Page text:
The Health Care System can be confusing and difficult to navigate. When you suddenly find yourself or someone you know needing care, you may become flooded with questions and concerns about what should you do, what is available, what is the cost and what does it all mean? Should you move to an assisted living residence or stay to receive home care assistance where you are and get help in-home? In this two-part series, we will describe the various options available to you so you can review them and discuss with your loved ones to find which option is the best fit for you.
Option 1 of 2
Moving From Your Current Residence
If you decide to move from your present home there are these options available to you;
1. Non-Profit/Subsidized Independent Housing – This is affordable housing for seniors 55 years and older and the rent is income-based usually 30 % of income. The majority of these residences are sponsored by a philanthropic group or foundation such as The Rotary Club, Lions Club, Kiwanis Club or BC Housing. These are independent apartments without any services provided.
2. Supportive Housing – These residences are rental units rented at ‘market prices’. Residents are independent for the most part but may require some assistance with meals, transportation, housekeeping and/or social activities. Some of these residences are similar to staying in a luxury hotel and come with many amenities such as a hairdresser, gym and mini ‘spa’. There is an Emergency Response system in each unit and non-medical staff available 9-5 which adds reassurance to the individual and family. If you are considering such a residence, it is important to have a clear understanding as to what is available to you and what are the criteria for a continual stay.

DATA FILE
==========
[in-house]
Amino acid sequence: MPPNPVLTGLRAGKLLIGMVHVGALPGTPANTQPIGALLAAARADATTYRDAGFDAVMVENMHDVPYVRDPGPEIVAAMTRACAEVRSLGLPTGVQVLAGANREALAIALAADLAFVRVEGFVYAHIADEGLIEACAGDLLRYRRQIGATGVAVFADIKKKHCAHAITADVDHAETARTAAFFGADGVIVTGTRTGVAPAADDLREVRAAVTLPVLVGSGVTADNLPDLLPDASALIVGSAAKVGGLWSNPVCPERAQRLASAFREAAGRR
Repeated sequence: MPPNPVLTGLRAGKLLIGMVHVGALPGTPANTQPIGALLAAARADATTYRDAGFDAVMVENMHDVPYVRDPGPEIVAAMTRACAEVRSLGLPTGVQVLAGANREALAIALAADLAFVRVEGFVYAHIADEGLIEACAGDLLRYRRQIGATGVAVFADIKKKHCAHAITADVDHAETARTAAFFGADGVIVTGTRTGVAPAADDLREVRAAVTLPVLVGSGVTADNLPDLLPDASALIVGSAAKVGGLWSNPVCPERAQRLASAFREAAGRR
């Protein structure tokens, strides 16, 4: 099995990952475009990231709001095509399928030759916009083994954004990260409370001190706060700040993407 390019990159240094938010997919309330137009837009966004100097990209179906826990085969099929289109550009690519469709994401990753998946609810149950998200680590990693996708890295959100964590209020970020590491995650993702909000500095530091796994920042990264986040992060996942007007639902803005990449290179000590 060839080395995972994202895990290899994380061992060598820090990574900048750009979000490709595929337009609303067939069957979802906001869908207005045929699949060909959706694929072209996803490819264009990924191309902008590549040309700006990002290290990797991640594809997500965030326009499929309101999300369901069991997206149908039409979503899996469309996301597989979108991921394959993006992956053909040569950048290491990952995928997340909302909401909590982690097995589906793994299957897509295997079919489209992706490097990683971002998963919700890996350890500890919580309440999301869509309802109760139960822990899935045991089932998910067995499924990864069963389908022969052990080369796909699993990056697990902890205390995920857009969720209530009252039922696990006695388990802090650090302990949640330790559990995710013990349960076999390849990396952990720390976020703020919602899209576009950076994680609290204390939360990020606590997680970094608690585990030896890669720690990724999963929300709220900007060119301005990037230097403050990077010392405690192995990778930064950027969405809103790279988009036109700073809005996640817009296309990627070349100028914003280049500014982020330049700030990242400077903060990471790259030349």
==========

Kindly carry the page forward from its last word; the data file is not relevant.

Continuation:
3. Assisted Living – This rental option provides housing plus additional health services for an individual who is relatively independent but requires some assistance. An individual must require assistance with personal care including bathing support, grooming, dressing and/or medication management to be eligible. An individual usually receives two full meals a day, weekly housekeeping, weekly laundry and 24-hour emergency support. Assisted Living Residences can either be private or subsidized by the local Health Authority. If an individual would like to go to a subsidized Assisted Living residence, they must contact their local Health Authority for an assessment of eligibility. The cost of subsidized is income-based. Private Assisted Living Residences vary in price.
Note – Some Supportive Housing Residences have ‘Assisted Living’ units within their complex so it is best to contact the residence to determine what services they offer.
4. Residential Care – These facilities are for individuals who can no longer care for themselves and require 24-hour medical supervision. These facilities can either be private which vary in price or subsidized by the local Health Authority. If an individual requires this level of care, they must be assessed by the local Health Authority for eligibility. The cost of subsidized residential care is income-based.
In Non-Profit/Subsidized Housing, Supportive Housing and Assisted Living options an individual can receive additional home health services to what is provided in the Residence. These services are an additional cost to the individual that can be provided by a private agency or from your local Health Authority.
Public and Private Home Care Assistance and Home Health Services will be discussed in Part Two.
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